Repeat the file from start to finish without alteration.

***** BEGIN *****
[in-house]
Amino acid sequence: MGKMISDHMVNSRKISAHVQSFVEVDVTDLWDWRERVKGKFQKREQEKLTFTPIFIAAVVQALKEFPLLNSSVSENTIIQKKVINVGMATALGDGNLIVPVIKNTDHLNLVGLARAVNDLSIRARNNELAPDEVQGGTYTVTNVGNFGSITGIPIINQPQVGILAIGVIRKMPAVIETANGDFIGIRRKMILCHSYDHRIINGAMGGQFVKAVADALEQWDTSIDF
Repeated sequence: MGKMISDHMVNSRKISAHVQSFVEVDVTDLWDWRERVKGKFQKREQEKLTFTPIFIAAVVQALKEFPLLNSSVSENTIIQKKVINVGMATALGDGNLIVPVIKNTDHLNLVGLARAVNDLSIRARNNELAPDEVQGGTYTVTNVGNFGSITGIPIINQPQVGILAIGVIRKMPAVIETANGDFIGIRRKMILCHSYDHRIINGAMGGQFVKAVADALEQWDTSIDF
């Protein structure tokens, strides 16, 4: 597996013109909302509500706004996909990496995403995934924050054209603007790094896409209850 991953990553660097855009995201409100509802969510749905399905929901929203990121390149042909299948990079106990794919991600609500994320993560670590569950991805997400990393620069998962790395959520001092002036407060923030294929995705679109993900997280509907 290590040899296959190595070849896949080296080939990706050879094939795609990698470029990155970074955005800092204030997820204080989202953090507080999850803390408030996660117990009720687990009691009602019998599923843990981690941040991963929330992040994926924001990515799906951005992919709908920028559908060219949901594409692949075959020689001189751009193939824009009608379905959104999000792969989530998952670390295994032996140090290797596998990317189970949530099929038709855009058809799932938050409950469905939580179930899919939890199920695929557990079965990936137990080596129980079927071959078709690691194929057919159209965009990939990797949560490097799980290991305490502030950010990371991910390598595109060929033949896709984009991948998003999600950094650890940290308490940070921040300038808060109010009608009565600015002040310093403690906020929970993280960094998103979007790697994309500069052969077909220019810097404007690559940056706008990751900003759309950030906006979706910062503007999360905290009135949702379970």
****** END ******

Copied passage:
[in-house]
Amino acid sequence: MGKMISDHMVNSRKISAHVQSFVEVDVTDLWDWRERVKGKFQKREQEKLTFTPIFIAAVVQALKEFPLLNSSVSENTIIQKKVINVGMATALGDGNLIVPVIKNTDHLNLVGLARAVNDLSIRARNNELAPDEVQGGTYTVTNVGNFGSITGIPIINQPQVGILAIGVIRKMPAVIETANGDFIGIRRKMILCHSYDHRIINGAMGGQFVKAVADALEQWDTSIDF
Repeated sequence: MGKMISDHMVNSRKISAHVQSFVEVDVTDLWDWRERVKGKFQKREQEKLTFTPIFIAAVVQALKEFPLLNSSVSENTIIQKKVINVGMATALGDGNLIVPVIKNTDHLNLVGLARAVNDLSIRARNNELAPDEVQGGTYTVTNVGNFGSITGIPIINQPQVGILAIGVIRKMPAVIETANGDFIGIRRKMILCHSYDHRIINGAMGGQFVKAVADALEQWDTSIDF
């Protein structure tokens, strides 16, 4: 597996013109909302509500706004996909990496995403995934924050054209603007790094896409209850 991953990553660097855009995201409100509802969510749905399905929901929203990121390149042909299948990079106990794919991600609500994320993560670590569950991805997400990393620069998962790395959520001092002036407060923030294929995705679109993900997280509907 290590040899296959190595070849896949080296080939990706050879094939795609990698470029990155970074955005800092204030997820204080989202953090507080999850803390408030996660117990009720687990009691009602019998599923843990981690941040991963929330992040994926924001990515799906951005992919709908920028559908060219949901594409692949075959020689001189751009193939824009009608379905959104999000792969989530998952670390295994032996140090290797596998990317189970949530099929038709855009058809799932938050409950469905939580179930899919939890199920695929557990079965990936137990080596129980079927071959078709690691194929057919159209965009990939990797949560490097799980290991305490502030950010990371991910390598595109060929033949896709984009991948998003999600950094650890940290308490940070921040300038808060109010009608009565600015002040310093403690906020929970993280960094998103979007790697994309500069052969077909220019810097404007690559940056706008990751900003759309950030906006979706910062503007999360905290009135949702379970």